When the long-serving director of the naval nuclear reactor program, Hyman G. Rickover, was finally compelled to retire in 1982, his successor was promoted to admiral and appointed director of naval nuclear propulsion, institutionalizing the position as a permanent four-star billet. To compensate, another four-star billet was eliminated by merging Allied Forces Southern Europe with U.S. Naval Forces Europe. Similarly, when the U.S. Atlantic Fleet commander (CINCLANTFLT) was separated from the Atlantic unified commander in 1985, the number of four-star billets was conserved by eliminating the chief of naval material position. The U.S. Atlantic Fleet was replaced by U.S. Fleet Forces Command (COMUSFLTFORCOM) in 2006.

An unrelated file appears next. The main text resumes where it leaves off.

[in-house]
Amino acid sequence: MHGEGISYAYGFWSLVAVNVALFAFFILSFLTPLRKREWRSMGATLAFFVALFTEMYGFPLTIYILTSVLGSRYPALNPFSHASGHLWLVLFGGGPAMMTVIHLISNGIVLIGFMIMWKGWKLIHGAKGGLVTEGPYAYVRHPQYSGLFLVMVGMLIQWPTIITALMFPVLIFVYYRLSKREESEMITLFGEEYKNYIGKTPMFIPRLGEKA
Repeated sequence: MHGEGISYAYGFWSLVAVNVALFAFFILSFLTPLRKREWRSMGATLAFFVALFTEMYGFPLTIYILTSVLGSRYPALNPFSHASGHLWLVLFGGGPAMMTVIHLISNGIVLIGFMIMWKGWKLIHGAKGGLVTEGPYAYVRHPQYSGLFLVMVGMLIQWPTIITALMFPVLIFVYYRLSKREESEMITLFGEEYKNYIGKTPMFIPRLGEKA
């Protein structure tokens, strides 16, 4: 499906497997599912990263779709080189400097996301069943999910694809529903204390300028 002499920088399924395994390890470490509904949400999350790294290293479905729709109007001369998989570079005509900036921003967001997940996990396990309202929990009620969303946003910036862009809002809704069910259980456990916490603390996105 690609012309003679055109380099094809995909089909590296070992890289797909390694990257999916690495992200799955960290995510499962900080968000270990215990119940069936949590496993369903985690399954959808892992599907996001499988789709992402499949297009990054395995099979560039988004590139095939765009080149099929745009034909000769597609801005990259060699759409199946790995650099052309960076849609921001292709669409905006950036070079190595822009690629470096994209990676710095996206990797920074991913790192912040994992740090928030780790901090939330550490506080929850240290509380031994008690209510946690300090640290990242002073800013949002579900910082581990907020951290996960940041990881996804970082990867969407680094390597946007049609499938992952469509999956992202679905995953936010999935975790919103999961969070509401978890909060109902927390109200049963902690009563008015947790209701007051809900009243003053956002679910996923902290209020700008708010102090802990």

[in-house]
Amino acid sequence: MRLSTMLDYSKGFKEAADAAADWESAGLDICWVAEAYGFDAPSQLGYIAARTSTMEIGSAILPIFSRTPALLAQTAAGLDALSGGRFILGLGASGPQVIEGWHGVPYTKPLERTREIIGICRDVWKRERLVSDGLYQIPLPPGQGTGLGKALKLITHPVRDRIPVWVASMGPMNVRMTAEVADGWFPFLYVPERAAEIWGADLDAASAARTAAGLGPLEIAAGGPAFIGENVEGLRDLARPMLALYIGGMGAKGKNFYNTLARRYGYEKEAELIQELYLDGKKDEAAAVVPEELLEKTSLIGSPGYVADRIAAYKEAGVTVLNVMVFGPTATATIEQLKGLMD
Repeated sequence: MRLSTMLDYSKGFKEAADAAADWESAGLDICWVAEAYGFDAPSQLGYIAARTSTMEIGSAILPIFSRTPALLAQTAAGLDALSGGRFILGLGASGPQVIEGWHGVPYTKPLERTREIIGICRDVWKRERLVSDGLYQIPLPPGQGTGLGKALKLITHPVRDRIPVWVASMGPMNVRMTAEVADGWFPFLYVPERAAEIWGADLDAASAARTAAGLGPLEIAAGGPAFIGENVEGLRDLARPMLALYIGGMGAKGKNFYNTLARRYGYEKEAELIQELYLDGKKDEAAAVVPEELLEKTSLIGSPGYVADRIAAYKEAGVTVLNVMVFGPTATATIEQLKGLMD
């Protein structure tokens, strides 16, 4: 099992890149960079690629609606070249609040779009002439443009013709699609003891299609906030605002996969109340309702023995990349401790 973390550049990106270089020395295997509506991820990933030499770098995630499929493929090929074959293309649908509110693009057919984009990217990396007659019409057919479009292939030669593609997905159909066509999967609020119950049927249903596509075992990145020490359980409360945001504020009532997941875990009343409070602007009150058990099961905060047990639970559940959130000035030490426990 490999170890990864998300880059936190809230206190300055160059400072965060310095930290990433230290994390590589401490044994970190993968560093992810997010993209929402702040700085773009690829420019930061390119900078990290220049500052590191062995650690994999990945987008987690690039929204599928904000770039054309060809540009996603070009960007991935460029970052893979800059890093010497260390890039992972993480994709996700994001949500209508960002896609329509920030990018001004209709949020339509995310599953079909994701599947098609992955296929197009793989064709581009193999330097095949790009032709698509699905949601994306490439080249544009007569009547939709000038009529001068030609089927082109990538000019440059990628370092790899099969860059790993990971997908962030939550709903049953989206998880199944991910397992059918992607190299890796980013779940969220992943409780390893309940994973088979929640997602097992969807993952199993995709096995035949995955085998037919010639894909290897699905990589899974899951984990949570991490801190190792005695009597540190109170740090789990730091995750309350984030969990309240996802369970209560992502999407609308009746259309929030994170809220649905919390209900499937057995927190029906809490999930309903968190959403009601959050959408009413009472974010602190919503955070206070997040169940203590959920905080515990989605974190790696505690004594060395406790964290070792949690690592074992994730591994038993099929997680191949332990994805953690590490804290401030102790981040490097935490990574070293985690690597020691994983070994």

With the end of the Cold War, U.S. Atlantic Command was repurposed as the joint force trainer, becoming U.S. Joint Forces Command in 1999. The change in mission cost the Navy its traditional monopoly over that command, which has since rotated among all the services, but the Navy made up the difference through repeated appointments to other combatant commands and to the vice chairmanship of the Joint Chiefs of Staff (VCJCS). All military commanders in chief were retitled "Commanders" in 2002, when the title of "Commander in Chief" was reserved solely to the President of the United States.